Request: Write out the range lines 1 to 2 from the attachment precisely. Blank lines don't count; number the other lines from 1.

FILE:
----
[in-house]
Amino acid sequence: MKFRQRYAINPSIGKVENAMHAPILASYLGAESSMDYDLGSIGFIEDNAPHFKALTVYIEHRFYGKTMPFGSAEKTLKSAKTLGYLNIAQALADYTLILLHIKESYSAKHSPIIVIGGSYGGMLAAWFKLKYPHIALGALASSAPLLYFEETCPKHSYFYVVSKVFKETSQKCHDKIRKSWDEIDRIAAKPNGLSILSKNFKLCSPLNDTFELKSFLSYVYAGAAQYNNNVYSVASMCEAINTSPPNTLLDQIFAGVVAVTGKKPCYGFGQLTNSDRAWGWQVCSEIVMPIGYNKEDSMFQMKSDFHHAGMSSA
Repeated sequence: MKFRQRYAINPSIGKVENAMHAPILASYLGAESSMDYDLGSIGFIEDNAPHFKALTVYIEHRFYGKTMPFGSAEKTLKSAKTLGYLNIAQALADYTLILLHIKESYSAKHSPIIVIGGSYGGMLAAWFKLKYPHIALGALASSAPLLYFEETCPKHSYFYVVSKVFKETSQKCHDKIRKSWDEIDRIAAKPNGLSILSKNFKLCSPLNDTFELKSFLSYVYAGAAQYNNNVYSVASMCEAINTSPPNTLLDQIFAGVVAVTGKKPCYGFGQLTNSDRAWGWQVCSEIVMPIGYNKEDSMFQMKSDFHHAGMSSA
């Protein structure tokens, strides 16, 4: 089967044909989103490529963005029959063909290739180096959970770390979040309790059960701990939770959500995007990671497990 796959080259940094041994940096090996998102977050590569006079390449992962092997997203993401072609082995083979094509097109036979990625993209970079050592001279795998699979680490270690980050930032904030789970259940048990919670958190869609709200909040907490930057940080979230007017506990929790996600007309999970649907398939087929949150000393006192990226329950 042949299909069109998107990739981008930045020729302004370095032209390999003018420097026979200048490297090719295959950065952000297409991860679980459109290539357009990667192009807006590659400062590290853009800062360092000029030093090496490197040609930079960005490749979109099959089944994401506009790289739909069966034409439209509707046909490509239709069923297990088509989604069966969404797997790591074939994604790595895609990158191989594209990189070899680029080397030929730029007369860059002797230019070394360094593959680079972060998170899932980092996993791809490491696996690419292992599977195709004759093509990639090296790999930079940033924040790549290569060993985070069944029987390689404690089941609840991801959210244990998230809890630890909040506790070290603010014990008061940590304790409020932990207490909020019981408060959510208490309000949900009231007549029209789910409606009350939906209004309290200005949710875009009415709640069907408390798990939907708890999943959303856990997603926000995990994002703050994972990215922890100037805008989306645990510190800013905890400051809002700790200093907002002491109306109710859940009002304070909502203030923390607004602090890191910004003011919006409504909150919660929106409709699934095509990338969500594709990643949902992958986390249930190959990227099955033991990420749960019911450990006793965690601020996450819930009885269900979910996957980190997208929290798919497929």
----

[in-house]
Amino acid sequence: MKFRQRYAINPSIGKVENAMHAPILASYLGAESSMDYDLGSIGFIEDNAPHFKALTVYIEHRFYGKTMPFGSAEKTLKSAKTLGYLNIAQALADYTLILLHIKESYSAKHSPIIVIGGSYGGMLAAWFKLKYPHIALGALASSAPLLYFEETCPKHSYFYVVSKVFKETSQKCHDKIRKSWDEIDRIAAKPNGLSILSKNFKLCSPLNDTFELKSFLSYVYAGAAQYNNNVYSVASMCEAINTSPPNTLLDQIFAGVVAVTGKKPCYGFGQLTNSDRAWGWQVCSEIVMPIGYNKEDSMFQMKSDFHHAGMSSA